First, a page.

Maintenance Guide - Checking Two-wheeler Tyre and Tube Condition
Snapshot: Tyres are a very important part of any vehicle. No matter how powerful and technologically advanced motorcycle you have, you would still rely on the tyres and the small, maybe 2 square inch contact patch. All that power will be delivered via that small contact patch and you should make sure it is in perfect health.
Tyres are a very important part of any vehicle. No matter how powerful and technologically advanced motorcycle you have, you would still rely on the tyres and the small, maybe 2 square inch contact patch. All that power will be delivered via that small contact patch and you should make sure it is in perfect health. It would also make a huge difference in braking. Traction control, ABS and technologies like these are a waste without a tyre in healthy state. A lot of commuters tend to ignore the importance of a good tyre and the consequences are not good.
Tyres can be tubeless or tube type. While in case of tubeless tyres, you just have to worry about the tyres and the visible inspection would tell the whole story. In case of tube type tyres, along with the tyre, you also need to make sure that the tube is perfect. Even a healthy tyre is no good if the tube has worn out. You need to take care of these little things so that you don’t run into issues. The tyres should not have any cuts or bruises. It should also have a sufficient amount of tread so that you don’t run short of grip.
To make sure that your tyres remain healthy, you need to inspect them regularly. The thread depth can be measures using a gauge or a coin. For normal street tyres, a decent tread depth is very important for good grip. The braking distance would go up with the tread on the tyre is insufficient. The grip would suffer even more on wet roads. Firstly because of the reduced friction due to worn out treads and secondly because the low depth of treads won’t push water out through them. A healthy tyre would direct water outwards through its treads so that at high speeds, the tyre doesn’t just skim through the surface of water. If the depth of tread isn’t sufficient, it is time you should find a new set of tyres.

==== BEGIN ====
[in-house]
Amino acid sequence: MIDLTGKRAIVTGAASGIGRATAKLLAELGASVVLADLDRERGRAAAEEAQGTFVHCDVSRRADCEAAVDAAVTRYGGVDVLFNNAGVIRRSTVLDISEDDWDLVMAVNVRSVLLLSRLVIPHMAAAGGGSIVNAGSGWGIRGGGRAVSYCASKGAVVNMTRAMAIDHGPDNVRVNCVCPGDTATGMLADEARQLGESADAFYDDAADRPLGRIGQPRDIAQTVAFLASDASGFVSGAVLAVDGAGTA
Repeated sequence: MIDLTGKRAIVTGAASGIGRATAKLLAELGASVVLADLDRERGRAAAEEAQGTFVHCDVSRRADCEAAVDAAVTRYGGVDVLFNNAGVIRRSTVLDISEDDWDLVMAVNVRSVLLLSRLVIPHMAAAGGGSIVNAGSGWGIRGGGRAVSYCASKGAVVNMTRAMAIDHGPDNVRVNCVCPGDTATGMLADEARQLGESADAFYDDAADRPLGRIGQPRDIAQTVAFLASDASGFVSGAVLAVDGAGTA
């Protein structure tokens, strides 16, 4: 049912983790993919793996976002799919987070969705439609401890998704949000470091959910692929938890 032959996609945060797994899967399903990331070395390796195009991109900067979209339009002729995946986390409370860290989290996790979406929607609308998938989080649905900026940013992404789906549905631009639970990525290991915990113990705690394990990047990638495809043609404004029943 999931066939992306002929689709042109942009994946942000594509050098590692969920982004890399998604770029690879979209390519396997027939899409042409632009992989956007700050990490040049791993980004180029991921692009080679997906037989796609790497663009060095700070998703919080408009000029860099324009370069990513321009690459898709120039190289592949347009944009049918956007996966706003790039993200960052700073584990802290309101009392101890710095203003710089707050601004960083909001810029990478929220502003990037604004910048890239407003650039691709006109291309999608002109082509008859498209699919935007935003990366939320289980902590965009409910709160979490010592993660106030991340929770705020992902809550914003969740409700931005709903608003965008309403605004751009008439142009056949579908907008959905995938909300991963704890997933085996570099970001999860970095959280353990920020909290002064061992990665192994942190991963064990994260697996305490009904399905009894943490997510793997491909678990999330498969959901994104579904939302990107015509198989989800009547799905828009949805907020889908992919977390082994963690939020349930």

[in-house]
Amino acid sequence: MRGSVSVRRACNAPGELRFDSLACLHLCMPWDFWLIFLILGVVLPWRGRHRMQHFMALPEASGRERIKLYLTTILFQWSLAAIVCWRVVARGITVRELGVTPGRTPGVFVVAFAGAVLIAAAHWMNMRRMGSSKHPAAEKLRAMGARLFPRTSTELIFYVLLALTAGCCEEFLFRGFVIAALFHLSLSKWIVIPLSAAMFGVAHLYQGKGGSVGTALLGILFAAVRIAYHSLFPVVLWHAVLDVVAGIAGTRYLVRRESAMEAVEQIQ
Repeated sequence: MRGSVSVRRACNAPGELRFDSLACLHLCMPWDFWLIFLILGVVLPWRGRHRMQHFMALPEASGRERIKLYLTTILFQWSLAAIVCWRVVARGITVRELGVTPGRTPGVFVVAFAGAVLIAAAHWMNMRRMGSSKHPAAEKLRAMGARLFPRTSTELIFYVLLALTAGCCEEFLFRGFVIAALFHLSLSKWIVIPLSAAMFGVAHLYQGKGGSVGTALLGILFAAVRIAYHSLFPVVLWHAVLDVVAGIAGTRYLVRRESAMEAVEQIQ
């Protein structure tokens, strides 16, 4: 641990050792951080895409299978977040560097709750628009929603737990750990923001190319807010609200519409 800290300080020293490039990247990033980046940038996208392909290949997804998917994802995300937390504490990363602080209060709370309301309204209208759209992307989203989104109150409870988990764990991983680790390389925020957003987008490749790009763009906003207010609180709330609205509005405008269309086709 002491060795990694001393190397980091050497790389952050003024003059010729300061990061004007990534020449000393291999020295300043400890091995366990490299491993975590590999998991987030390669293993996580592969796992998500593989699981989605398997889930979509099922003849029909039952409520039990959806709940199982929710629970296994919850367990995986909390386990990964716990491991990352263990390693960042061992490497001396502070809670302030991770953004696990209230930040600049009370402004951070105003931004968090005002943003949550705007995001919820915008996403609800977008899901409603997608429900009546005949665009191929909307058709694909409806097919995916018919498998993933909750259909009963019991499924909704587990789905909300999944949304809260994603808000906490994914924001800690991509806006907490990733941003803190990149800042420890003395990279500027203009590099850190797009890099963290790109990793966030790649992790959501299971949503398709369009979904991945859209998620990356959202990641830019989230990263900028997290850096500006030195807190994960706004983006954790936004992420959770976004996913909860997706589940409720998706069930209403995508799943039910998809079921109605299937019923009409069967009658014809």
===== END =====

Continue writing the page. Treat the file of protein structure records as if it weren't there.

Apart from tread depth, you should also notice how it has worn out over time. Obviously the wear would be more at the center and less near the edges but you might also notice unusual wear patterns in some cases. If you notice something like that, it is possible that you have done very long distances on low tyre pressure. It might also be because the front and rear tyres aren’t in alignment with each other. In that case you should ask the service guy to address the issue with the alignment.
It is not only the tyre wear that would decide if you should replace your tyres. The rubber of tyres tend to harden over time and it is very well known that harder rubber means less grip. Even if you haven’t clocked a lot of miles on these tyres, it would be advisable to replace them as they have aged. At high speeds, the temperatures go really high and you don’t want to be riding on these old tyres in that case.
Along with all these factors, you should also look for minor cracks or bubbles in the tyre. They can cause blowout when you are doing high speed on your motorcycle. Look for these cracks in the sidewall of the tyre. This is a sign of ageing and if you spot something like that, you should immediately get a replacement. If you are not very good at spotting these signs, ask your regular mechanic to take a look from time to time. Make sure when you replace the tyres, you go for the manufacturer recommended tyre size. The performance and efficiency would suffer with a wider tyre and a leaner tyre would not provide enough grip.
We think you'd like...